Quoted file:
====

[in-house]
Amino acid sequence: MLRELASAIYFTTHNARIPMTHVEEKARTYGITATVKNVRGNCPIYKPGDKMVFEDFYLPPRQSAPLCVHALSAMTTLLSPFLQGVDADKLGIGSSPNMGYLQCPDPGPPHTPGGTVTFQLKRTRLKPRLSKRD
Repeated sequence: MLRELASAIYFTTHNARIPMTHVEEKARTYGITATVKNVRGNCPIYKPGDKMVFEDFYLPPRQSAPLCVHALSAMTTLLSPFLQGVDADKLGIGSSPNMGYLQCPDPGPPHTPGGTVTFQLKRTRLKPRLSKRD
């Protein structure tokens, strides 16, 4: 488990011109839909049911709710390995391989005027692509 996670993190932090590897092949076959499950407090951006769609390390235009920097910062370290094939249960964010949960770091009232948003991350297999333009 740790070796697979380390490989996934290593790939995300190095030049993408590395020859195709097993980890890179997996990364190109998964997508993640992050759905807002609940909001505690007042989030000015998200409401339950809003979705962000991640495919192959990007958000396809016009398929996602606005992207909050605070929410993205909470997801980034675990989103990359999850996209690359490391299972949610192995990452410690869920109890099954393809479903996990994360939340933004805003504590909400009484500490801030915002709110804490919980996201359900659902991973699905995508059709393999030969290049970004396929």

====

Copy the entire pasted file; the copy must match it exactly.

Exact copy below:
[in-house]
Amino acid sequence: MLRELASAIYFTTHNARIPMTHVEEKARTYGITATVKNVRGNCPIYKPGDKMVFEDFYLPPRQSAPLCVHALSAMTTLLSPFLQGVDADKLGIGSSPNMGYLQCPDPGPPHTPGGTVTFQLKRTRLKPRLSKRD
Repeated sequence: MLRELASAIYFTTHNARIPMTHVEEKARTYGITATVKNVRGNCPIYKPGDKMVFEDFYLPPRQSAPLCVHALSAMTTLLSPFLQGVDADKLGIGSSPNMGYLQCPDPGPPHTPGGTVTFQLKRTRLKPRLSKRD
């Protein structure tokens, strides 16, 4: 488990011109839909049911709710390995391989005027692509 996670993190932090590897092949076959499950407090951006769609390390235009920097910062370290094939249960964010949960770091009232948003991350297999333009 740790070796697979380390490989996934290593790939995300190095030049993408590395020859195709097993980890890179997996990364190109998964997508993640992050759905807002609940909001505690007042989030000015998200409401339950809003979705962000991640495919192959990007958000396809016009398929996602606005992207909050605070929410993205909470997801980034675990989103990359999850996209690359490391299972949610192995990452410690869920109890099954393809479903996990994360939340933004805003504590909400009484500490801030915002709110804490919980996201359900659902991973699905995508059709393999030969290049970004396929």